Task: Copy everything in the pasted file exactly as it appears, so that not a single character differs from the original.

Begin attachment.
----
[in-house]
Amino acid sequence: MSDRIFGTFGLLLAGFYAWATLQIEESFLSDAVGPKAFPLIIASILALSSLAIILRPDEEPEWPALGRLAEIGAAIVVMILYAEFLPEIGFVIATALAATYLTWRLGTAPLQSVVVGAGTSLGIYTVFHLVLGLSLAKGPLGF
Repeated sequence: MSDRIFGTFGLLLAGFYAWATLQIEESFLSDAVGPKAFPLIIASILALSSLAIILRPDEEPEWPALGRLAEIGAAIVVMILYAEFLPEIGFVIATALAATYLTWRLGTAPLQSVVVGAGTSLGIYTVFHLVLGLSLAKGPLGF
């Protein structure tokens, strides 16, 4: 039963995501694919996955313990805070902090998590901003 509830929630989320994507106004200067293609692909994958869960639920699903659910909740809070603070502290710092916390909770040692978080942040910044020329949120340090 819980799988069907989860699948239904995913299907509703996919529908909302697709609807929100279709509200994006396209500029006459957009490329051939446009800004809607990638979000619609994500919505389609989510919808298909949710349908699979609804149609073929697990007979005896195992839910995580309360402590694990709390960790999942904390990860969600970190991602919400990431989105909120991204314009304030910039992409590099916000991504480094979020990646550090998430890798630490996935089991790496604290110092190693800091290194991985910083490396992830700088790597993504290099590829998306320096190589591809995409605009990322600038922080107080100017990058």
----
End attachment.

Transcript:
[in-house]
Amino acid sequence: MSDRIFGTFGLLLAGFYAWATLQIEESFLSDAVGPKAFPLIIASILALSSLAIILRPDEEPEWPALGRLAEIGAAIVVMILYAEFLPEIGFVIATALAATYLTWRLGTAPLQSVVVGAGTSLGIYTVFHLVLGLSLAKGPLGF
Repeated sequence: MSDRIFGTFGLLLAGFYAWATLQIEESFLSDAVGPKAFPLIIASILALSSLAIILRPDEEPEWPALGRLAEIGAAIVVMILYAEFLPEIGFVIATALAATYLTWRLGTAPLQSVVVGAGTSLGIYTVFHLVLGLSLAKGPLGF
């Protein structure tokens, strides 16, 4: 039963995501694919996955313990805070902090998590901003 509830929630989320994507106004200067293609692909994958869960639920699903659910909740809070603070502290710092916390909770040692978080942040910044020329949120340090 819980799988069907989860699948239904995913299907509703996919529908909302697709609807929100279709509200994006396209500029006459957009490329051939446009800004809607990638979000619609994500919505389609989510919808298909949710349908699979609804149609073929697990007979005896195992839910995580309360402590694990709390960790999942904390990860969600970190991602919400990431989105909120991204314009304030910039992409590099916000991504480094979020990646550090998430890798630490996935089991790496604290110092190693800091290194991985910083490396992830700088790597993504290099590829998306320096190589591809995409605009990322600038922080107080100017990058």